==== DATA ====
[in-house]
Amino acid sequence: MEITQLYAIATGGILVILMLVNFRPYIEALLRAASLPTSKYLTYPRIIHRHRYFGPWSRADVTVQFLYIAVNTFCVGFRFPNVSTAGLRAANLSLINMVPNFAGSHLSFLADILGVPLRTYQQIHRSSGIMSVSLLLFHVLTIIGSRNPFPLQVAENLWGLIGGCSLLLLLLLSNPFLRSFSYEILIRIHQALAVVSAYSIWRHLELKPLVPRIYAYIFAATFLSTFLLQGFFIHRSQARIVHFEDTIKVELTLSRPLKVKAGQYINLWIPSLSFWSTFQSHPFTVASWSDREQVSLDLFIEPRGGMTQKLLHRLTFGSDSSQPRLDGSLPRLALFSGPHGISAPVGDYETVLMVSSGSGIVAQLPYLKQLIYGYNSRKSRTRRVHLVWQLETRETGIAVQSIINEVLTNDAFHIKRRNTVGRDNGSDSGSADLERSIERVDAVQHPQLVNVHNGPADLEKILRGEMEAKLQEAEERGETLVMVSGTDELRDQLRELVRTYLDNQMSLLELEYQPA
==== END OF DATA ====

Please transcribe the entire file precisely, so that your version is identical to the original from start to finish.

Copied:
[in-house]
Amino acid sequence: MEITQLYAIATGGILVILMLVNFRPYIEALLRAASLPTSKYLTYPRIIHRHRYFGPWSRADVTVQFLYIAVNTFCVGFRFPNVSTAGLRAANLSLINMVPNFAGSHLSFLADILGVPLRTYQQIHRSSGIMSVSLLLFHVLTIIGSRNPFPLQVAENLWGLIGGCSLLLLLLLSNPFLRSFSYEILIRIHQALAVVSAYSIWRHLELKPLVPRIYAYIFAATFLSTFLLQGFFIHRSQARIVHFEDTIKVELTLSRPLKVKAGQYINLWIPSLSFWSTFQSHPFTVASWSDREQVSLDLFIEPRGGMTQKLLHRLTFGSDSSQPRLDGSLPRLALFSGPHGISAPVGDYETVLMVSSGSGIVAQLPYLKQLIYGYNSRKSRTRRVHLVWQLETRETGIAVQSIINEVLTNDAFHIKRRNTVGRDNGSDSGSADLERSIERVDAVQHPQLVNVHNGPADLEKILRGEMEAKLQEAEERGETLVMVSGTDELRDQLRELVRTYLDNQMSLLELEYQPA